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COPYRIGHT REFORM PROCESS
SUBMISSIONS RECEIVED REGARDING THE CONSULTATION PAPERS
Documents received have been posted in the official language in which they were submitted. All are posted as received by the departments, however all address information has been removed.
Submission from Crispin Cowan received on September 11, 2001 via e-mail
Subject: Copyright Reform: Avoid DMCA's Pitfalls
To Industry Canada, the Department of Canadian Heritage, the Intellectual Property Policy Directorate and other concerned agencies:
I am a Canadian citizen residing in the United States, and co-founder of a company that specializes in secure Internet server software (http://wirex.com ) As such, I am highly familiar with the implications of the United States' DMCA (Digital Millennium Copyright Act) and it is an unmitigated disaster.
The gives all rights to the publisher, prohibiting "circumvention" devices. This is a problem because anti-circumvention for general purpose computers is impossible. No, not just difficult, or an open problem, or future technology, but IMPOSSIBLE. The ONLY way to prevent circumvention of "digital rights management" (copy prevention) systems is to seal the entire computer inside tamper-resistant hardware and then cripple the computer. This makes ALL existing general purpose computing equipment and software equivalent to "circumvention devices." This is well-known to all educated computer scientists, but apparently not known to may legislators.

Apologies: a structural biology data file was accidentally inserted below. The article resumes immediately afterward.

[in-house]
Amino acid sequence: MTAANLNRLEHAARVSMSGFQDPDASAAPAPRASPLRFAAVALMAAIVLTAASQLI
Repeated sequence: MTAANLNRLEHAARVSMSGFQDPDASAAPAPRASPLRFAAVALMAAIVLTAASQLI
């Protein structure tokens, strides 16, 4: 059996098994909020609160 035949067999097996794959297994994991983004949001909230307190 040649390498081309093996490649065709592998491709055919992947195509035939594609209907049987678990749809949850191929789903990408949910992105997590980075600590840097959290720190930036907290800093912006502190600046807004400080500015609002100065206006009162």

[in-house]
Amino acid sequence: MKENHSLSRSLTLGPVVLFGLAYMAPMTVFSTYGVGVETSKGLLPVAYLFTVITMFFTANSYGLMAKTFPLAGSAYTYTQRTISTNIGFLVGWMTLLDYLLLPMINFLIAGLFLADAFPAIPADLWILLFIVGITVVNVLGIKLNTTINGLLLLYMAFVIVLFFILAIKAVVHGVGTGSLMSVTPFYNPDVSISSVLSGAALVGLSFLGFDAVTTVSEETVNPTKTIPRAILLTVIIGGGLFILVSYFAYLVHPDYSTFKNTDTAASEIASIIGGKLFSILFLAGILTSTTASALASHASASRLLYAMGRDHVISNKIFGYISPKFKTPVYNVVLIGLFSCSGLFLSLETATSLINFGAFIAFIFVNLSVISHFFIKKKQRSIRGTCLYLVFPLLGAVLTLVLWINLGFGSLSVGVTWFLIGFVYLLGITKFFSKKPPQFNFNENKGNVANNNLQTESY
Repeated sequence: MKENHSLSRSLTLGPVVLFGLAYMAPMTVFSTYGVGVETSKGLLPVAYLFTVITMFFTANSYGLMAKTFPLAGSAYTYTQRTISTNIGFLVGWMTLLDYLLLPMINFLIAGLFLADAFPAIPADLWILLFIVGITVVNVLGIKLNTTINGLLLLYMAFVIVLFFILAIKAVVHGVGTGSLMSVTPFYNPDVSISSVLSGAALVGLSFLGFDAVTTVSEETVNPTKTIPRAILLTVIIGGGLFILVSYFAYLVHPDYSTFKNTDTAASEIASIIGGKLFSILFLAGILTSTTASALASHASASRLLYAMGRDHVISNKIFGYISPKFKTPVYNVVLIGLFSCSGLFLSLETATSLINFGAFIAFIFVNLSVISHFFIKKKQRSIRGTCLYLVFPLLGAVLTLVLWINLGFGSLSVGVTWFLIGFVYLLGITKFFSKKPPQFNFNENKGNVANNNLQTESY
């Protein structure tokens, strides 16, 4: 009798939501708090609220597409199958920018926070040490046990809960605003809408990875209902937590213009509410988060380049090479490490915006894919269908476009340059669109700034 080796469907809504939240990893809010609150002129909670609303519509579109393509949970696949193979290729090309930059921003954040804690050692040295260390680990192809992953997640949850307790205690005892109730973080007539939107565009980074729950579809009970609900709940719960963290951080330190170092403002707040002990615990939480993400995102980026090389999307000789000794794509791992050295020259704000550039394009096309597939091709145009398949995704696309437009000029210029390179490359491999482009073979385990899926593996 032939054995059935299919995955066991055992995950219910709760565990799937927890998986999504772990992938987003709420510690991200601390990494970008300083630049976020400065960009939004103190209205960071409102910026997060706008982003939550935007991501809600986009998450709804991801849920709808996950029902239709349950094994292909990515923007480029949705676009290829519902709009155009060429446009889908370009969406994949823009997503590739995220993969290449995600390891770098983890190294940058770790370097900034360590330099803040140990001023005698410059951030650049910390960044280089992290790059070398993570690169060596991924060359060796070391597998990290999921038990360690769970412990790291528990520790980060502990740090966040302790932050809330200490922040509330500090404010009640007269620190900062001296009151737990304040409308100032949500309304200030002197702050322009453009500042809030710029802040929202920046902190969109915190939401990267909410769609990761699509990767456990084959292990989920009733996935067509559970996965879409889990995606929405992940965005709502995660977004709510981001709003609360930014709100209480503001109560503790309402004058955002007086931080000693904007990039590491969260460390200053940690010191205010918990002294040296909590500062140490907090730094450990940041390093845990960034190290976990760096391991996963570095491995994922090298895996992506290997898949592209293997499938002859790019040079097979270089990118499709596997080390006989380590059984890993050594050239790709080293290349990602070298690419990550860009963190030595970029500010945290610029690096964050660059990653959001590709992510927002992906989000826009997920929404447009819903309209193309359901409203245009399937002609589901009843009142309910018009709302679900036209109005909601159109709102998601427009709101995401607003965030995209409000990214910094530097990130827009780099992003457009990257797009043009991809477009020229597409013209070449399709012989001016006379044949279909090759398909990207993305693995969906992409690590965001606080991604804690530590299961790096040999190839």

If the United States government persists in the madness of attempting to cripple the technology sector (a multi-trillion dollar industry) in aid of piracy protection for the entertainment industry (a mere multi-billion dollar industry) then they will eventually succeed in killing off the lucrative lead the United States presently enjoys in technology. If Canada manages to avoid this insanity, then Canada may actually stand to benefit, as technology developers migrate to free-er countries.
Please! Honor the Freedom of Speech principle in the Charter of Rights and Freedoms. Preserve the right to free expression in the form of programming. Avoid the madness of stupid laws like America's DMCA that do huge damage to large industries to assuage the fears of a much smaller industry.
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